This past weekend, volunteers with MUCC’s Wildlife Habitat Program collaborated with the Northern Lower Peninsula region’s National Wild Turkey Federation Biologist (NWTF), Ryan Boyer, to improve wildlife habitat in the Grayling State Forest. This project is part of a larger Wildlife Habitat Grant partnership involving NWTF, the Ruffed Grouse Society (RGS), Whitetails Unlimited, and Michigan Department of Natural Resources (MDNR). Volunteers spent the day pruning dead branches from apple trees at the King Orchard to improve soft mast production for the areas whitetail deer along with other game species. The project location was chosen by the area’s DNR Wildlife Biologist, Brian Piccolo and MDNR Wildlife Technician, Tim Riley. The group of MDNR staff alongside seven volunteers improved soft mast production for wildlife by pruning dead branches from various apple trees covering well over half of the 40-acre orchard.


Most of the volunteers were local to the Grayling State Forest area including the Michigan Sharp-tailed Grouse Association president, David Markle. Dedicated volunteers Walter Gumtow and his cousin, Denise Lange, from the Lewiston and Gaylord areas improved wildlife habitat yet again. Also from the Gaylord area, my mother, Susan Topp made a great brush dragging partner as we had to remove the dead branched from the “drip-line” of the apple trees. Bethy Williams, who has volunteered at almost all 12 of this year’s OTG projects so far, operated a chainsaw to cut the larger branches for us to drag away and access the remaining small branches easily.


8-7-2016_(8).JPGDragging the dead branches out from under the trees was a crucial part of the improvement of health and soft mast production of these trees. Branches had to be removed from the “drip-line” of the tree, the area in which the furthest branches extend around the tree. Seasonal MDNR employee David Sandahl explained that many of the dead branches have a fungus that releases spores and could infect healthy branches if left directly beneath them. This pruning and removal of the dead and unhealthy branches is crucial to the overall health and survival of these soft-mast producing trees. Here you can see a major difference in the pruned state of the tree vs the unpruned state.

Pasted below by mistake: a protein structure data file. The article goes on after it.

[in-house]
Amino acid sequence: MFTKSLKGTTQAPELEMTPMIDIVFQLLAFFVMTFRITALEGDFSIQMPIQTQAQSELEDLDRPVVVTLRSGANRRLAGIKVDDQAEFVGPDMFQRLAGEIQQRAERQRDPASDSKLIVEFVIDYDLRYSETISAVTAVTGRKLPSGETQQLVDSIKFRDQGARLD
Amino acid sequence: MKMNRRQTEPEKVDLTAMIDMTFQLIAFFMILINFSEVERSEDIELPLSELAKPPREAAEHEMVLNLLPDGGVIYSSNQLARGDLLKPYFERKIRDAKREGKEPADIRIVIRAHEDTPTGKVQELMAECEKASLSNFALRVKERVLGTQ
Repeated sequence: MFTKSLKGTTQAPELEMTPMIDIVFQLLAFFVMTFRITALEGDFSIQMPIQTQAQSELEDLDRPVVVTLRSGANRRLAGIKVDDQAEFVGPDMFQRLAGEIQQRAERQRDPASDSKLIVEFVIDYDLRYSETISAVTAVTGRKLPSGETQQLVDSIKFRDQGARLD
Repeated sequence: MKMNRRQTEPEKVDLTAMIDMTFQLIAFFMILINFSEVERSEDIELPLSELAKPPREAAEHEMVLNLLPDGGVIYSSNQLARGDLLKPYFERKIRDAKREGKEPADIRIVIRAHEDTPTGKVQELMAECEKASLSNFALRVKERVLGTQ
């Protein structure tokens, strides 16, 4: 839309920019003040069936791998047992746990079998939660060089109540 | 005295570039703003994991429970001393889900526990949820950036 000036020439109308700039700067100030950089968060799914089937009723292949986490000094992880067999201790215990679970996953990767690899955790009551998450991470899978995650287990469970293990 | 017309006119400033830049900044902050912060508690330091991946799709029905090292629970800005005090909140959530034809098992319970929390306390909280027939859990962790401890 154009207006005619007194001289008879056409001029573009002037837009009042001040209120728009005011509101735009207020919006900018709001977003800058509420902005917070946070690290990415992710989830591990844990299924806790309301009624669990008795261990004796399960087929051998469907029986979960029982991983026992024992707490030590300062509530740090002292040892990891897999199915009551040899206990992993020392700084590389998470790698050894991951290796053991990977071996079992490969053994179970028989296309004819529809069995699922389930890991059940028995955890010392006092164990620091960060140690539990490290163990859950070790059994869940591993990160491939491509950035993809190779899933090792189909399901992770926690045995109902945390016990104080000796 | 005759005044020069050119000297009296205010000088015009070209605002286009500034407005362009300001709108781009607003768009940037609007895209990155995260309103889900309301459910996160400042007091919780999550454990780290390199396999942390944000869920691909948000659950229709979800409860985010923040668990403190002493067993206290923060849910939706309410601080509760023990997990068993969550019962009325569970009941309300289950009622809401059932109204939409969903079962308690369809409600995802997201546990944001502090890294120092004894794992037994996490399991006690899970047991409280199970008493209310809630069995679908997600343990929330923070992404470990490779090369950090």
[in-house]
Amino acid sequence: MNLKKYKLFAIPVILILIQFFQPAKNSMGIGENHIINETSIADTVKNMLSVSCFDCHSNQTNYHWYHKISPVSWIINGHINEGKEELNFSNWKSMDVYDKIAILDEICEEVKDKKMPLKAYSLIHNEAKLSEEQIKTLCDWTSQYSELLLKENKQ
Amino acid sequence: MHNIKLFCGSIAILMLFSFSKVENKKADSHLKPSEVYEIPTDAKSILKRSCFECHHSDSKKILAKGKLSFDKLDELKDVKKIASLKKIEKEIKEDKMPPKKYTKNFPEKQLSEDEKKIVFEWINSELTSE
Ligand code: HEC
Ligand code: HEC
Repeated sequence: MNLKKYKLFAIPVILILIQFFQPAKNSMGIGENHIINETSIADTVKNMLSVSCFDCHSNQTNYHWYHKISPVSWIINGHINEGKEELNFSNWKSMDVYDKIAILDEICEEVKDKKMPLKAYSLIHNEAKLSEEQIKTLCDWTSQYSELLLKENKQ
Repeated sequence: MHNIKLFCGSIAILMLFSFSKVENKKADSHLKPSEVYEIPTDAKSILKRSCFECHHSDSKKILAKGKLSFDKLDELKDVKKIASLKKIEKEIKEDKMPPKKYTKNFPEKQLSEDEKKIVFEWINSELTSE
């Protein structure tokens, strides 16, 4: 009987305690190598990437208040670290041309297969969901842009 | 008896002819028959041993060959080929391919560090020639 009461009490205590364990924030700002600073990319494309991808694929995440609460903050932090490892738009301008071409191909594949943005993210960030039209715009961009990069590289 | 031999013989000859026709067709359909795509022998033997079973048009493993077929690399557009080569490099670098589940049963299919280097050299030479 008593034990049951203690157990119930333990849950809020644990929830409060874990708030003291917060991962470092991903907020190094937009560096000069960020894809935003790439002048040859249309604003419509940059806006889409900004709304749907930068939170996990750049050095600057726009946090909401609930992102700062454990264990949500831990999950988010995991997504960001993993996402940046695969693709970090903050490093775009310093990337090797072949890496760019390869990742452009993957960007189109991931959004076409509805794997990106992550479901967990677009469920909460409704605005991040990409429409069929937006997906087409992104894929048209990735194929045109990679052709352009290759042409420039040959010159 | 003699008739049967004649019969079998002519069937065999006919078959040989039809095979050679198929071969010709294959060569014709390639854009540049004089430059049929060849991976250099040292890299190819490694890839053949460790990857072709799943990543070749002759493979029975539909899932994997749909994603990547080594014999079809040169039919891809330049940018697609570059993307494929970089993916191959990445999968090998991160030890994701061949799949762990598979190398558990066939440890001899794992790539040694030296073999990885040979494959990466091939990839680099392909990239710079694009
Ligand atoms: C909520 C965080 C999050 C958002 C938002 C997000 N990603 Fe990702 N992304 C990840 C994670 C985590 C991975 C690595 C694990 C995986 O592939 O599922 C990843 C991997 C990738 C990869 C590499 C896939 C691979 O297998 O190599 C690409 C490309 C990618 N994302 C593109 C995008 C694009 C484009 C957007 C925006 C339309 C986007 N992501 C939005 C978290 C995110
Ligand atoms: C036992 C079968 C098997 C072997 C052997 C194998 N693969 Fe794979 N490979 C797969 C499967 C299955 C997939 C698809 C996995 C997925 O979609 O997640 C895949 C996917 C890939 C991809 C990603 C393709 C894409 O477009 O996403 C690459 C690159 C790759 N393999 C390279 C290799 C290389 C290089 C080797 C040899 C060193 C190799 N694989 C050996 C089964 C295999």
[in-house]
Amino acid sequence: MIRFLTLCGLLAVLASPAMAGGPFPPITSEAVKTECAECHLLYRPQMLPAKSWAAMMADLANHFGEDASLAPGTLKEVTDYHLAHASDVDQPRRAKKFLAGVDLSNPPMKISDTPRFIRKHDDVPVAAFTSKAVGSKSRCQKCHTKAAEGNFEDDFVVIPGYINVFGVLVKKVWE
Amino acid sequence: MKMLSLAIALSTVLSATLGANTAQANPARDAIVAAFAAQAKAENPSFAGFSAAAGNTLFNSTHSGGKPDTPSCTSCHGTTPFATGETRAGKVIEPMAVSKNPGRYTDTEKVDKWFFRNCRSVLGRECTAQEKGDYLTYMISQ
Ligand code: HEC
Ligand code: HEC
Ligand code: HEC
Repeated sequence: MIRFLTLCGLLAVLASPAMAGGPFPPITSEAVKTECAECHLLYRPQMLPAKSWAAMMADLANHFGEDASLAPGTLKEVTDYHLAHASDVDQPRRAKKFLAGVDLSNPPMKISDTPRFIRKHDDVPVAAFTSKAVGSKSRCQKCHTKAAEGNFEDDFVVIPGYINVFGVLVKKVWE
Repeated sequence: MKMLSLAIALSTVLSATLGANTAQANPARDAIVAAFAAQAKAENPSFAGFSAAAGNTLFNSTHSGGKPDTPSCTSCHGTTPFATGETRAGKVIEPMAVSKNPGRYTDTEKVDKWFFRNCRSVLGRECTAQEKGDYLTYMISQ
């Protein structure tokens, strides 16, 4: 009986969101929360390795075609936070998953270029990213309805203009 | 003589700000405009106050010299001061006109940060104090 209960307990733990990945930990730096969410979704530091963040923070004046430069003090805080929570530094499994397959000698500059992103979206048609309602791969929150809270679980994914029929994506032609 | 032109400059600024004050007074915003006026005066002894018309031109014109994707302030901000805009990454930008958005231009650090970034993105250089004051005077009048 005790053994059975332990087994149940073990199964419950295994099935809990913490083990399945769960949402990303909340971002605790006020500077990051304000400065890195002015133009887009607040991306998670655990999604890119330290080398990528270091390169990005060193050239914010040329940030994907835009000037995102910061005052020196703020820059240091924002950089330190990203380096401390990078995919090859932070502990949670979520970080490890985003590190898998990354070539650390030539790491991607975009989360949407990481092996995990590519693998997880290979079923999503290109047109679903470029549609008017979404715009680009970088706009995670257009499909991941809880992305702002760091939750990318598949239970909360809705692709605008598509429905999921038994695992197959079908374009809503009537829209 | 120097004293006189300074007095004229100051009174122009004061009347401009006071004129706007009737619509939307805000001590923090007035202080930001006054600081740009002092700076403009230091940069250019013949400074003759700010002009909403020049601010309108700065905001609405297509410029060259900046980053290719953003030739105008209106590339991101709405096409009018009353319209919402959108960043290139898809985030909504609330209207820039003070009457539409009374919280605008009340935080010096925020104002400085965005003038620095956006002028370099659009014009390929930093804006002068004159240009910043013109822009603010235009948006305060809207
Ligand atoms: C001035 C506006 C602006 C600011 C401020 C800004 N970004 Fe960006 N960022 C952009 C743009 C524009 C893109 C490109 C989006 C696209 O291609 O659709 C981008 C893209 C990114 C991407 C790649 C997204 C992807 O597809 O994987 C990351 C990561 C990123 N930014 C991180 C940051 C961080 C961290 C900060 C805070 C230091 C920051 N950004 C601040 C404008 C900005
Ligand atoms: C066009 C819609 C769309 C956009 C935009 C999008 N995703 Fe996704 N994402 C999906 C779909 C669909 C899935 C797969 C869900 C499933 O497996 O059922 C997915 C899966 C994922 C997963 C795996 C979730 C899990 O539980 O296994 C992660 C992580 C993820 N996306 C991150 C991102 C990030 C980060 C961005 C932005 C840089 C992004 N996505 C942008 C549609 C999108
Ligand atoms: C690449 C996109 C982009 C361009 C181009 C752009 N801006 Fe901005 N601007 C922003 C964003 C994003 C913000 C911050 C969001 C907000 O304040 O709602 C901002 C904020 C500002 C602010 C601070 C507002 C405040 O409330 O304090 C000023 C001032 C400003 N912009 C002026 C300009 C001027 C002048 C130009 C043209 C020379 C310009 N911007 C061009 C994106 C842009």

Thank you to our volunteers, to the local MDNR staff, and to the local NWTF chapter for collaborating with MUCC’s Wildlife Habitat Program to make this project possible. This was the second habitat project MUCC hosted in the Grayling State Forest this year; a project was completed in January to restore snowshoe hare habitat by providing horizontal cover using balsam fir and black spruce. As this was just one of over twenty wildlife habitat improvement projects to be completed this year in various regions of the state, there are plenty more opportunities to volunteer coming up!

This weekend, volunteers will be cutting black locust trees and building brush piles for rabbitat in the Barry State Game Area. Next weekend on Saturday, August 20th at 9am volunteers will be meeting at Allegan State Game Area’s Fennville Farm Unit to remove fencing from and area and build large brush piles on the field edges- see more details and RSVP to volunteer at Allegan SGA here. In the U.P. Region, a large group of volunteers will be improving habitat at a GEMS area in the Shingleton State Forest near Manistique, MI- see details and RSVP to volunteer here. On Saturday, September 10th, volunteers will be improving wildlife habitat in the Traverse City State Forest for the first time- see more details and RSVP here to volunteer at the Petobego State Game Area. Keep up to date with upcoming projects here!

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